Published May 2005 • Revised August 2014
After leading Princeton to the Final Four in 1965, Bill Bradley accepted a Rhodes Scholarship at Worcester College, University of Oxford. He believed that he was leaving the game behind and he would go months at a time without touching a basketball. As he neared the end of his second year of his studies, Bradley visited the Oxford gym and shot around by himself. He realized that despite all of his professional and personal aspirations, that sport fulfilled a need for self-actualization that nothing else could. That revelation motivated Bradley to put his career as a lawyer and politician on hold in order to join the New York Knicks (Bradley, 1995, p. 36).
Albert Bandura commented “among the different aspects of self-knowledge, perhaps none is more influential in people’s everyday lives than conceptions of their personal efficacy (Bandura, 1986, p. 390). It might be assumed that a student who is confident in the classroom will also be a confident athlete on the playing field but that is not the case. Like homework is separate from sport practice, self-efficacy must be developed in parallel in both education and sport.
Self-efficacy is an individual’s beliefs about their competence and the ability to execute a plan of action as a coping mechanism (Keogh, 1984, p. 1). Gifted students have high academic self-efficacy and expect to succeed in school but an investigation showed that this trait does not transfer to the playing field provided mixed results. There does not appear to be a gap in self-efficacy in how they feel about their abilities in each field but there is a definite discrepancy in terms of how they (Sternberg & Williams, 2002, p. 26).
When competing with a team of similar ability, the gifted students-athletes under-achieved. Gifted learners often exemplify many positive study habits for a test but they do not prepare for an athletic event as rigorously. Players may have high personal self-efficacy but they do not have confidence in their teammates and give the opponent more credit than they deserve. The players did not display strong coping skills and the pressure of athletic competition proved detrimental to their fragile self-concept. Resolving these issues can lead to improved motivation in school and life, effective goal setting and reduced performance anxiety.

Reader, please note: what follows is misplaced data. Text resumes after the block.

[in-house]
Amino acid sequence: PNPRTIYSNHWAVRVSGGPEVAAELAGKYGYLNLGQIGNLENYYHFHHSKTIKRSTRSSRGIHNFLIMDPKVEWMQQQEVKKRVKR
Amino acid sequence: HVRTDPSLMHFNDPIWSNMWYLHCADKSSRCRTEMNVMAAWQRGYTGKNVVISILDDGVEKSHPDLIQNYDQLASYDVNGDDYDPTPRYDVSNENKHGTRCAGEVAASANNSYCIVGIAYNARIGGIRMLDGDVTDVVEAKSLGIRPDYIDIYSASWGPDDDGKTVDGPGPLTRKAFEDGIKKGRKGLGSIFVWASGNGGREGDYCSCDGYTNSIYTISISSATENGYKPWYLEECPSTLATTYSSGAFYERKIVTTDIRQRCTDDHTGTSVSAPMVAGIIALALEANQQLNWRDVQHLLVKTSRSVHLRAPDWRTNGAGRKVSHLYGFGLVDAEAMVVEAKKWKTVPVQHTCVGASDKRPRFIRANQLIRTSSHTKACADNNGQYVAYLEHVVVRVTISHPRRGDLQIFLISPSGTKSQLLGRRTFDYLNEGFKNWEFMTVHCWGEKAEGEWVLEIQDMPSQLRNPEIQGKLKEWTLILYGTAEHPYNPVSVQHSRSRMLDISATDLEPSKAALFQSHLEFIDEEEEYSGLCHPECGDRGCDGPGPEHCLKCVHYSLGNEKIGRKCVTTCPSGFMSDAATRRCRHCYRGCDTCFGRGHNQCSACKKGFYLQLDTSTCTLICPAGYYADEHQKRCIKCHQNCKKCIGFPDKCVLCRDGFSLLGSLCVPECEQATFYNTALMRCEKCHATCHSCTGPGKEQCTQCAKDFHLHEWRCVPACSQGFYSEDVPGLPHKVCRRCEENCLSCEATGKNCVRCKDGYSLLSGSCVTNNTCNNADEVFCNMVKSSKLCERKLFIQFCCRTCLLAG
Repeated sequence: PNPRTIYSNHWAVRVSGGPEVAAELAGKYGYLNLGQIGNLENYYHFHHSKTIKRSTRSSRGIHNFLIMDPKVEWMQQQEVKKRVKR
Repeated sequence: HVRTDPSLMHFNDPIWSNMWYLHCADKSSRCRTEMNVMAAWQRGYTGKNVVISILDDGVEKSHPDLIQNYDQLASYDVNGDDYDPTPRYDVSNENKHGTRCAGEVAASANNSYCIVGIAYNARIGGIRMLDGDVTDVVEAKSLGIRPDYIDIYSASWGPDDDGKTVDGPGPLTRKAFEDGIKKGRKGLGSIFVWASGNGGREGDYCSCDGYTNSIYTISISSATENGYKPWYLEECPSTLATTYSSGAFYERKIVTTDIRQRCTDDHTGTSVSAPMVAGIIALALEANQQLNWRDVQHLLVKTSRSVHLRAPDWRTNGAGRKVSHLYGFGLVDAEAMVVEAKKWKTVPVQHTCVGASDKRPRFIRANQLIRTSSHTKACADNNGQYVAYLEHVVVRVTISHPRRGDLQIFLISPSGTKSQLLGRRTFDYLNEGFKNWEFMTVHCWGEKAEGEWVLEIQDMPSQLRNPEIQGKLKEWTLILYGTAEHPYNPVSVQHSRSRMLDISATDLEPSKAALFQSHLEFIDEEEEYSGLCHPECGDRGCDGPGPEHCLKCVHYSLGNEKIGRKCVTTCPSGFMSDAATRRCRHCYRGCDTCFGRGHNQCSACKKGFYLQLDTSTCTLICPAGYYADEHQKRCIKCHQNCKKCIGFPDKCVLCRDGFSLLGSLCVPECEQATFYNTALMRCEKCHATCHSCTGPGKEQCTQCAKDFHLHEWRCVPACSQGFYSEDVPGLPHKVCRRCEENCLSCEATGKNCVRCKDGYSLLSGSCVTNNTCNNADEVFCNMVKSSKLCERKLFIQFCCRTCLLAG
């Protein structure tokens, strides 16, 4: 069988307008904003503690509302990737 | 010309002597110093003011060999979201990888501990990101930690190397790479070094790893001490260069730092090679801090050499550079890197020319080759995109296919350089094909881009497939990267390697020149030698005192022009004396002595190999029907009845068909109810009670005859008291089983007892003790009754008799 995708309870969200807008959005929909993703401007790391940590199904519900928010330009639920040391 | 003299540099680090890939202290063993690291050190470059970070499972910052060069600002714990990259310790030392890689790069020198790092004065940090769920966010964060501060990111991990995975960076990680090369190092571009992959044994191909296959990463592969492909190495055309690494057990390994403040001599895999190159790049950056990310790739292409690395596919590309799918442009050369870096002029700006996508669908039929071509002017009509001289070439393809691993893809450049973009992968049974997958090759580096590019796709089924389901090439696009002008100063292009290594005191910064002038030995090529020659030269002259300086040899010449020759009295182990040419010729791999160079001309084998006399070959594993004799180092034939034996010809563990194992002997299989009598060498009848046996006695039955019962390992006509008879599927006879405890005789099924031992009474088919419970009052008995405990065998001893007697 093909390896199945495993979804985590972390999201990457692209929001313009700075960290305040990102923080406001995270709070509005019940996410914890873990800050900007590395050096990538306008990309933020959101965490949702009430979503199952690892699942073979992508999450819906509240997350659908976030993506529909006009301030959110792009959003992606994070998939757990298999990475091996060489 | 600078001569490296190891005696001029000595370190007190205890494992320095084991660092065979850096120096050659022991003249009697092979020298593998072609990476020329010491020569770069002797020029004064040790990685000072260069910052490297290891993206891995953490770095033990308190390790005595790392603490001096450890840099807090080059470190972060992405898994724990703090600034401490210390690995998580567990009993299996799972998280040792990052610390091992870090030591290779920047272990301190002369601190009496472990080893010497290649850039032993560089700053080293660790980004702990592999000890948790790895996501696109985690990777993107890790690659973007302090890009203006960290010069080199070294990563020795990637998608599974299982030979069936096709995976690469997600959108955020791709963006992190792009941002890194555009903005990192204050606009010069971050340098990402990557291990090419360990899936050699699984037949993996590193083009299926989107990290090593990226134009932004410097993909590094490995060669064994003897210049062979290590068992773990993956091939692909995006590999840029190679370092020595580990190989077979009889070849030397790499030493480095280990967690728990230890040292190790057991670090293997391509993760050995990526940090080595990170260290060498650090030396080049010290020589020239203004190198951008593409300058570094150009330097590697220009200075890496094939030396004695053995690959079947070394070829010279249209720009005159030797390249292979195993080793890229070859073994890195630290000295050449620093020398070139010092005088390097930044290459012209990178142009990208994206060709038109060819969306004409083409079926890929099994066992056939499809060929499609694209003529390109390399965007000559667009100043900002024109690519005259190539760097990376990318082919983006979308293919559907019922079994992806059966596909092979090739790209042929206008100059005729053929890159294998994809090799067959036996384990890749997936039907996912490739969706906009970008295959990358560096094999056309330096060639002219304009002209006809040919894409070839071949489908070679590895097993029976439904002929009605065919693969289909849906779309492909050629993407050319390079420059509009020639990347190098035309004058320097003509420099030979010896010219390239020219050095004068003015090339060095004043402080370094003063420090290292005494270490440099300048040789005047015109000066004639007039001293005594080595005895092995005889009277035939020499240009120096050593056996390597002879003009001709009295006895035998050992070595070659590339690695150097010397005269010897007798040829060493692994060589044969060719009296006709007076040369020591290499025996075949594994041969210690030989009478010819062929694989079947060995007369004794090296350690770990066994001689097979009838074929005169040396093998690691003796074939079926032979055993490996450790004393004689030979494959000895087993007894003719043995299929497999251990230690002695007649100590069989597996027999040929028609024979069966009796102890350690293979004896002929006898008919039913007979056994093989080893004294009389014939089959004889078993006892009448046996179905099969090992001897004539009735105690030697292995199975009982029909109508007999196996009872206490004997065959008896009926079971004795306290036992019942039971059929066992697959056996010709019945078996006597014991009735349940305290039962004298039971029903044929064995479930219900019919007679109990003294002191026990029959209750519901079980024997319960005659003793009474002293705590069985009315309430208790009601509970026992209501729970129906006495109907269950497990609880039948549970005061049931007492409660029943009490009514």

Student-athletes on a senior boys basketball team in the Toronto area the subjects of this investigation. The players, males aged fifteen to seventeen, self-evaluated their self-efficacy and discussed their feelings about competition results in meetings, interviews, and survey forms. The Sports Competition Anxiety Test (S.C.A.T.), a self-diagnosis test created by Rainer Martens to show some of the physiological signs of stress, was also administered (Martens, Vealey, & Burton, 1990, pp. 54-55). These results were supplemented with interviews and discussions with coaches and teachers.
Self-Efficacy on the Basketball Court
The gifted student-athletes held high, albeit fragile, personal self-efficacy. The players are able to correctly identify their strengths but tend to over-rate their sport-specific ability. Several coaches commented that the players in various sports held extremely high, sometimes inaccurate, opinions of themselves.